Because of all the changes in the home insurance market, my articles for the past year have focused on fire safety, fire insurance and changes in the insurance industry.
People ask me questions like “when is this going to change?”, “will we ever be able to get normal home insurance again?”, “should I sell my house?” These questions are impossible to answer. What you can do is be more informed and better prepared.
Since the Camp Fire in November 2018, insurance companies have been looking at their risk management strategies in a rapidly changing market. One carrier will make a change to their underwriting rules, and that change will impact all the other companies in the marketplace. As preferred companies tighten their guidelines, people have had to go to the surplus lines markets and the California FAIR plan. The rapid growth in need for policies in what’s considered “high fire risk” has made the carriers that specialize in this area also tighten up their guidelines.
To add to this fire risk, we also have to consider the Earthquake risk. Here in the East Bay we have both the Hayward and the San Andreas faults so the likelihood of a significant earthquake is higher here than most of California. The risk is so high here that the CEA, who’s rates are based on science, recently instituted a large increase in our area. And a fire following an Earthquake – is one of the risks that scares the insurance companies the most.
After all the doom and gloom, I always like to leave you with some practical advice. So here’s a few things you can do to mitigate risk.
- Trim trees away from your house, especially the roof.
- Control Ivy and other ground covers as these can act as wicks if a fire starts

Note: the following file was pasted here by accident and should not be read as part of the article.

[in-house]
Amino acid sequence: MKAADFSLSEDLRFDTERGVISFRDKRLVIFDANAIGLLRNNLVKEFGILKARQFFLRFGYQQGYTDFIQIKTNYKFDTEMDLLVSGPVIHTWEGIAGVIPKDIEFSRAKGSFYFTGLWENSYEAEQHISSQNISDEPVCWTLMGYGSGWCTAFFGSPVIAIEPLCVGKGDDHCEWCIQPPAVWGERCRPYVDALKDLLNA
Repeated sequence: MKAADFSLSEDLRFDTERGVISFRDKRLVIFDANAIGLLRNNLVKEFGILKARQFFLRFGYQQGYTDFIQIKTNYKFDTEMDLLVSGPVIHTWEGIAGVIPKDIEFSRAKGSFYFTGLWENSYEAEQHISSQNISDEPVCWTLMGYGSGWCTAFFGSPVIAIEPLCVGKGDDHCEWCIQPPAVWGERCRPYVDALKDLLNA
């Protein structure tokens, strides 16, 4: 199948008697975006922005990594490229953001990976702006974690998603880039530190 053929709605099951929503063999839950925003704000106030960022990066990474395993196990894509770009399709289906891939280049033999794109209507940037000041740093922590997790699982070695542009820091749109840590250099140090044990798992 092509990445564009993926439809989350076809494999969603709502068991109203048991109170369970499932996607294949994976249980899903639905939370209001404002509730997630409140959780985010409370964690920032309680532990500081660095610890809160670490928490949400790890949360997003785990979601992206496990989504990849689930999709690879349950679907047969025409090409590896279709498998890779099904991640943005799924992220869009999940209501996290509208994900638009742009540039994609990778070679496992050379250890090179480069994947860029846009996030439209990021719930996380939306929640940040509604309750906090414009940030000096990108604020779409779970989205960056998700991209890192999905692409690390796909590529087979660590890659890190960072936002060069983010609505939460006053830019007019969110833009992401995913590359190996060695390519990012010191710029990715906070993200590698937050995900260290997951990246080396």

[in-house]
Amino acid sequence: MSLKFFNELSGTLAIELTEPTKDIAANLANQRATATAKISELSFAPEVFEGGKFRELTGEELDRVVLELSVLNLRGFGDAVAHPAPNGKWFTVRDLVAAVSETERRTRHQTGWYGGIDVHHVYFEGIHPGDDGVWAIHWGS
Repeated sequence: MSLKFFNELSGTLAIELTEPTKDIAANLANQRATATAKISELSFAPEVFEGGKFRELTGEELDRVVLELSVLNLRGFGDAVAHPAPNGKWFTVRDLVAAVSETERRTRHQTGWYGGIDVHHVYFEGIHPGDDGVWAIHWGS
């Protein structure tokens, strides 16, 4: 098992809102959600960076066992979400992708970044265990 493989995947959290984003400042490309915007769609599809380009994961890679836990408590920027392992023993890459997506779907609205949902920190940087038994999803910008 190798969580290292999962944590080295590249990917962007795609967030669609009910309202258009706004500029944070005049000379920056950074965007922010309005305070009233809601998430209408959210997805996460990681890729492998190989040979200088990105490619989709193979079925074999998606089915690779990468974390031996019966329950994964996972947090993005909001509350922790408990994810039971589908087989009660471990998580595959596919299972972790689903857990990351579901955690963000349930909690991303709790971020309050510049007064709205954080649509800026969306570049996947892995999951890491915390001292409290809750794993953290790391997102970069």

- Maintain your roof. Remove moss that’s grown over the winter, remove leaves, pine needles and other debris regularly. Inspect the shingles, if they are lifting, consider having an inspection from a professional roofer, and start preparing financially for the day you need to replace your roof. Fire often travels roof to roof. A well maintained roof protects your home from more than rain – it can be the reason your house is spared while your neighbor’s burns to the ground.
- Install an automatic gas shut off valve – and encourage your neighbors to do the same. Some insurance companies require these valves in order to qualify for a new policy. The most common valve is called The Little Firefighter and it must be installed by a plumber because the are accessing your gas line. Our office can refer you to a service that’s both affordable and professional.
- Preparedness is always about people. Not everyone will have everything, and in an emergency, you may have to leave your supplies behind. There’s resilience in community so as the days get longer, enjoy an evening stroll and meet your neighbors. In a disaster, it’s the people who come together who fair the best. Every day is a good day to be a great neighbor.